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Archive for July, 2008

My In-laws have been helping out at an organic farm outside of Osceola, just up the road from where they live. So last Friday, my friend Jen and I headed up there with my Mom-in-Law to visit the animals and check out the garden. It’s a small operation, but the vegetables they’ve had have been amazing. Unfortunately, it was raining the first time we stopped by. Not just a sprinkle, but a full on downpour with lightning and thunder. The animals were in the barns, the plants were hiding in the dirt. So we went to find lunch and do some shopping.

We came back a few hours later and just as soon as we reached the gardens, it started to rain again. But we were able to visit with the sheep. Myfavorite was the little black guy. I think his name is Morgan. They all took turns chewing on my fingers and bleeting. My Mom-in-law pointed out that they all make the same noise, but all have a unique sound, and she’s right. It was really cool to hear them talk to us. And yell as we walked away, up the hill, where three cows and two donkeys were grazing.

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Last weekend, I picked up a pile of tri-color green beans at the farmer’s market. I didn’t want to steam them, which sounded really, really boring and flavorless. Instead, I melted some butter in a skillet, threw in the beans, splashed some soy sauce and sprinkled some crushed red pepper. I stir-fried them until they were caramelized and just beginning to get dark. And they were so good. Salty, and sweet and a little spicy and very tender. I bought another big bag of them this week and can’t wait to do the same thing!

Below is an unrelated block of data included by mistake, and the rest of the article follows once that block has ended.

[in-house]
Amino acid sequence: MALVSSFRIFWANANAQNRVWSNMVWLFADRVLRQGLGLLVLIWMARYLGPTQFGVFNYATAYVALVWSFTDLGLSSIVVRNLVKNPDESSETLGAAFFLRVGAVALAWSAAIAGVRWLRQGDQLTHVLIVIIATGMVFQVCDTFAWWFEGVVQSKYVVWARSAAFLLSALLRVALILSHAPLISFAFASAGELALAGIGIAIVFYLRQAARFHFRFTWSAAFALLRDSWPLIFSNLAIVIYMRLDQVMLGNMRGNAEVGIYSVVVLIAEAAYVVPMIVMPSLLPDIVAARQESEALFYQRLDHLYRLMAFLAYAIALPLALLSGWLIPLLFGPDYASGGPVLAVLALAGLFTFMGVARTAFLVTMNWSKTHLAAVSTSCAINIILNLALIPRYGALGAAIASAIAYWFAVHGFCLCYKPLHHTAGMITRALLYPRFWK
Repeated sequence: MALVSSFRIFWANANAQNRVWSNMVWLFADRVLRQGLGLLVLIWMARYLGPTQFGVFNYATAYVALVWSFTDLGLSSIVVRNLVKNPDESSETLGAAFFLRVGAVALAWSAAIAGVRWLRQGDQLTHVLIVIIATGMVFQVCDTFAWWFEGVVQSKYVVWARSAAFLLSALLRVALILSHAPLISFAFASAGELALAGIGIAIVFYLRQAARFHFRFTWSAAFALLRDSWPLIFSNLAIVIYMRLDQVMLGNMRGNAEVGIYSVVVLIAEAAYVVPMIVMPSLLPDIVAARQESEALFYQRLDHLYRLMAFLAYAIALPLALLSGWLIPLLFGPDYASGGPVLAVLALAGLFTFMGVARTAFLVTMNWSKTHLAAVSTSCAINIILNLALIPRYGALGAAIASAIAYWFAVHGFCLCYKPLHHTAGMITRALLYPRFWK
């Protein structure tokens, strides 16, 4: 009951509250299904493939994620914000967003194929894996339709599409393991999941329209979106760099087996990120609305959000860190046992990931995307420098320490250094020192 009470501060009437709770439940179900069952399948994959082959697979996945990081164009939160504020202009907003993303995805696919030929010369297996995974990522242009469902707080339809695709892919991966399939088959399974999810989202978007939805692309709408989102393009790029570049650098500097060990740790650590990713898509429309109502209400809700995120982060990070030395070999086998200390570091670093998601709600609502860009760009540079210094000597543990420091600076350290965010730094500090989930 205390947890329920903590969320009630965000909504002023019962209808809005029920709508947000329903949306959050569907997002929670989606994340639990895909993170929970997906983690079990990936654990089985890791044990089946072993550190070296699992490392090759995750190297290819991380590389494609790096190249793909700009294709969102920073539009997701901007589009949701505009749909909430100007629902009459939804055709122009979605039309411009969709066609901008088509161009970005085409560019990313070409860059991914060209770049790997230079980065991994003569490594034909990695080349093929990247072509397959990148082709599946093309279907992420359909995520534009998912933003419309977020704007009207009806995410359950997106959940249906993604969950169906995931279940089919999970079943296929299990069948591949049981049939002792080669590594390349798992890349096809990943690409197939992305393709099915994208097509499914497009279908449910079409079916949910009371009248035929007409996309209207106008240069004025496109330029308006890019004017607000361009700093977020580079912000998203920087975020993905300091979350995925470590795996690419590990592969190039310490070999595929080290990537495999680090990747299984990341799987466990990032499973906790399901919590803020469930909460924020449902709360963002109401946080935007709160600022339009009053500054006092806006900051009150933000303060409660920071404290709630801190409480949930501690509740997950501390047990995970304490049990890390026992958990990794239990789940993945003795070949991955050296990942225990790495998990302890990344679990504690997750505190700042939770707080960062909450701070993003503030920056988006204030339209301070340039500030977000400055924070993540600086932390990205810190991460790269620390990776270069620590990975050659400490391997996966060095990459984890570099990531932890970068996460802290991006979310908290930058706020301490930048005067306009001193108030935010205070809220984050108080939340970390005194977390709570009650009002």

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I have a twin sister. So I shared my birthday with her for the first, oh, 25 years of my life. Then she moved to Ohio. Then DC. And then Denver. Around the time she left, my brother got married to a really amazing woman who’d birthday is a week before mine. So, for the last (I won’t say) number of years I’ve shared my birthday with my Sis-in-Law. I don’t mind. But every few years I get to celebrate my birthday with my parents, and just my parents. And that’s really nice. This year, due to a scheduling conflict involving a golf tournament and a flight to Nashville, I got them to myself again. And they let me choose the restaurant.

I chose Lucia’s. Which is a wonderful little spot in the uptown area of Minneapolis. It’s one of their favorites and I haven’t been there in years. Lucia is a beautiful woman who loves to fish and use local ingredients. Sounds like me, just not the fishing part.

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The girls and I went over to Highland Fest this past weekend. It’s a cute neighborhood-ish festival. We browsed the stalls, ate some cheese curds and mini-donuts, played Bingo and bought some jewelry. Apparently the fried food wasn’t filling enough, so we ran up to Grand Avenue between downpours and had lunch at the new Salut on Grand Avenue. I went there a few weeks ago and was very disappointed, but we thought we’d give it another try. And I’m glad we did.

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This is my favorite time of the year. Not because the days are long, the sun is always out, and I live near about 10,000 lakes, but the St. Paul Farmer’s Market is just loaded with goodies. (Don’t get me wrong, the other things are darn nice as well.) I went over to the market on Saturday morning alone, because husband was out of town, and I really, probably bought too much. But the options are endless. Here’s a list of what I carried home:

2 Pork Tenderloins
2 packs of Chicken Breasts
1 pack of Apple Chicken Brats
Rib-eye Steaks
Ground Turkey
Bison Burgers
1/2 dozen Sweet Corn
Baby White Potatoes
Daikon Radish
Fresh Raspberries
Tri-colored Beans
Cauliflower
Fresh Basil
Green Tomatoes